How dry is it in Texas? Nearly 94 percent of the state was under "extreme" or "exceptional" drought levels this week, up 2 percent on last week, the U.S. government said Thursday.
While some neighbors got rain relief in recent days, Texas remained the epicenter of the record-breaking drought, with climate data from the U.S. Drought Monitor showing the state suffering its driest 10 months ever in over a century of data.
"This is unprecedented territory, as the precipitation deficits mount, and triple-digit temperatures continue to increase water demand," the service said in its weekly report.
Texas was told not to expect any near-term relief.
"Texas will continue to be 'high and dry', with little drought relief in sight over the next week," the report stated.
Oklahoma, Corn Belt also hit
Since January, Texas has received only 40 percent of its normal rainfall, according to the National Weather Service.
Oklahoma also saw conditions worsen, with extreme and exceptional drought now spread through nearly 93 percent of the state, up from 88 percent.
The Drought Monitor noted that the drought also spread into new areas over the last week.
The Corn Belt states of South Dakota, Iowa, Illinois and Indiana saw drought develop quickly as the important corn-growing region got only spotty rainfall amid the high heat, it stated.
Abnormal dryness intensified to moderate drought in those areas, according to the report.
The drought and triple-digit temperatures have broken numerous records and left the southern Plains and Mississippi Valley struggling to meet demand for power and water, while causing billions of dollars in damage to crops and livestock.
Weather experts attribute the drought to last year's La Nina, the weather anomaly that is typically followed by about a 10 percent drop in precipitation.
Texas is officially in the midst of its second-worst drought on record.
National Weather Service meteorologist Victor Murphy said Tuesday that this year's drought has now surpassed one that ended in 1918 as the second-driest period in the state.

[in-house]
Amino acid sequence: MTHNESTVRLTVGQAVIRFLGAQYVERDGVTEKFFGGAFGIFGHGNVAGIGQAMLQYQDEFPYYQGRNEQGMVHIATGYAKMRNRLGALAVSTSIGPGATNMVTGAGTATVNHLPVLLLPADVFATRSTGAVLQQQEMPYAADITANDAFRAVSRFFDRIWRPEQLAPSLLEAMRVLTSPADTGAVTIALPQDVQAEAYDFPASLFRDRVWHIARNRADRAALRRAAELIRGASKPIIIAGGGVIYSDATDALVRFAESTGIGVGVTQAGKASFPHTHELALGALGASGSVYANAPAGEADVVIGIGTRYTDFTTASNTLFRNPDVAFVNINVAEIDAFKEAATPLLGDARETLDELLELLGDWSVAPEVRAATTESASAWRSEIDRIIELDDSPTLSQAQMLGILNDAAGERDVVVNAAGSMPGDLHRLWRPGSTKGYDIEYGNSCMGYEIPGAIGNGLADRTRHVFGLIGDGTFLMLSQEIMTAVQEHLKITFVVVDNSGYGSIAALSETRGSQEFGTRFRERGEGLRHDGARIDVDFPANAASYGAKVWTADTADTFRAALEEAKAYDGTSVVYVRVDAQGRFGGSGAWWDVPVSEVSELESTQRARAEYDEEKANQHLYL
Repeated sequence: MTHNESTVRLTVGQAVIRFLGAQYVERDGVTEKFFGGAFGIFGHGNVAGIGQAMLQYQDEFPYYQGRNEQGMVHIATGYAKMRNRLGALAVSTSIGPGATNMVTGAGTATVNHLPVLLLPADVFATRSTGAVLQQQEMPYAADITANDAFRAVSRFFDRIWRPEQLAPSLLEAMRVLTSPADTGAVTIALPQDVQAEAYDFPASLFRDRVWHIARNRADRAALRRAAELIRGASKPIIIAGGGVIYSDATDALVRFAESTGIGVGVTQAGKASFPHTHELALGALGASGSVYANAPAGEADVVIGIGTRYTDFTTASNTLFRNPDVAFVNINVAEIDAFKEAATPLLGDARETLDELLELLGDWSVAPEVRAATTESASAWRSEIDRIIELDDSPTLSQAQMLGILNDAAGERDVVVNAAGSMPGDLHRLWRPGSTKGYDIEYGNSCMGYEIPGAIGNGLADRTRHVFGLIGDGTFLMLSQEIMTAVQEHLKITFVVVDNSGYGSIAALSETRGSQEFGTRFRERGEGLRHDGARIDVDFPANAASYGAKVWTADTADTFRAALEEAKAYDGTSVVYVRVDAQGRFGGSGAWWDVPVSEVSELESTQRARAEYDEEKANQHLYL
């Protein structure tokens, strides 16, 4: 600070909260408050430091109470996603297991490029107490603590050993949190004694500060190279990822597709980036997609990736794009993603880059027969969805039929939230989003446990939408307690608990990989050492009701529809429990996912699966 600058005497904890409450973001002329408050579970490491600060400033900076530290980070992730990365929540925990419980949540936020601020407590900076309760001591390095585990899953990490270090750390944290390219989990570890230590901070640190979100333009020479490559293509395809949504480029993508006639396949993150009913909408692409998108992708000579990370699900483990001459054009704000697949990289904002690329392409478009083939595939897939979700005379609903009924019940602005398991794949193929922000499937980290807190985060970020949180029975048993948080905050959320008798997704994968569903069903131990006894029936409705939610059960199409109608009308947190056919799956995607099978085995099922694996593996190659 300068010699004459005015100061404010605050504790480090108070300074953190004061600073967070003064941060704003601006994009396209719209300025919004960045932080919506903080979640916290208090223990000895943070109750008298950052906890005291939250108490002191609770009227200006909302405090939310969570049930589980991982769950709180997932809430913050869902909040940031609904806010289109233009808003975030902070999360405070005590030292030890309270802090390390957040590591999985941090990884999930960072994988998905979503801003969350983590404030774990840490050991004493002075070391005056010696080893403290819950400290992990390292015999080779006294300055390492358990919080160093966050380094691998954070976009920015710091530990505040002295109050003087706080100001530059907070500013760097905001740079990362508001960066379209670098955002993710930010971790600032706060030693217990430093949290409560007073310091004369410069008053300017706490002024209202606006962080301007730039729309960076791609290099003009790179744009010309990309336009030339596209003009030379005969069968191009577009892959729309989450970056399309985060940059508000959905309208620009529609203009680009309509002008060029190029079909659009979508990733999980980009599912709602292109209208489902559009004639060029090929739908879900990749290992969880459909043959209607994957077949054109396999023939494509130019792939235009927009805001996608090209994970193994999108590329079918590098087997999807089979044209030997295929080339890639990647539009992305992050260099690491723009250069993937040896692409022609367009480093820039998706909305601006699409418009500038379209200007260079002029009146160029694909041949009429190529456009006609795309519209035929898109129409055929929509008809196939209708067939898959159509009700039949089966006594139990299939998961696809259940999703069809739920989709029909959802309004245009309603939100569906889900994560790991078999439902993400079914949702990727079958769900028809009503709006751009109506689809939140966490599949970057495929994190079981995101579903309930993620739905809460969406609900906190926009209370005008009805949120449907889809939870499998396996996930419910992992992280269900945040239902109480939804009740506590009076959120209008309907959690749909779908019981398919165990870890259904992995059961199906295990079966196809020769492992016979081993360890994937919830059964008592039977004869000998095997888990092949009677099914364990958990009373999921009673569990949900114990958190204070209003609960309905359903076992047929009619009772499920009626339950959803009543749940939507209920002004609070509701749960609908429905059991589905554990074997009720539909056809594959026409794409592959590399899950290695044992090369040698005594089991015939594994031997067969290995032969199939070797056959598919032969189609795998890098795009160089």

Texas' most severe overall drought remains one that persisted from 1950-1957. The state climatologist last week declared the current drought the state's most severe one-year drought on record.
Since January, Texas has only gotten about 6 inches of rain, compared to a norm of about 13 inches. In July, it saw less than an inch of rain statewide in July.
A newly updated weather map shows the drought holding firm through at least October, and a new La Nina could form later this year, which would likely extend the drought into at least early 2012.
At least 7 Texas reservoirs empty
Already, some Texas rivers and lakes are at lows not seen since the 1950s drought. And in some cases, bodies of water are at their lowest points ever, said Joseph Capesius, chief of the Austin field unit for the U.S. Geological Survey.
Of the state's 3,700 streams, 15 major rivers and more than 200 reservoirs, at least seven reservoirs are effectively empty and more than half of the streams and rivers are at below normal flow rates.
The drought will most immediately cause fish to die and such kills have already happened in parts of the state, including not far from the Canadian River, a normally flowing river in the Panhandle that in some places is barely a puddle fed by a drought-taxed spring.
In West Texas, O.C. Fisher Lake has been so depleted that fish have died from a lack of oxygen and bacteria has turned the remaining water red.
Without water, animals struggle with thirst. Few plants grow.
Without plants, there are fewer insects. No insects result in low seed production. The animals that rely on seeds and plants for nutrition — from birds to deer and antelope — have low reproduction.
Predators that rely on those animals as a food source remain hungry as well, and they reproduce less.
"So there's a domino effect that goes out in however many more branches than you can actually ever keep count of," said Jeff Bonner, a wildlife biologist with the Texas Parks and Wildlife Department.
The long-term impact from the drought will cross state lines and country borders because Texas is so large and its ecosystems diverse.
For example, birds that migrate south in the winter will find little food and water this year in Texas so they will have to fly even farther south and expend more energy. As a result, they could reproduce less.
Some of those birds, such as the colorful painted bunting, often fly to Central America for part of the year where there has been a lot of rain and more insects than usual. But because of the drought in Texas and the Plains, there may not be enough birds to consume the insects, Bonner said.
"Now, what happens?" Bonner said. "Continentally speaking, this big of an area not getting enough water can impact places far and wide."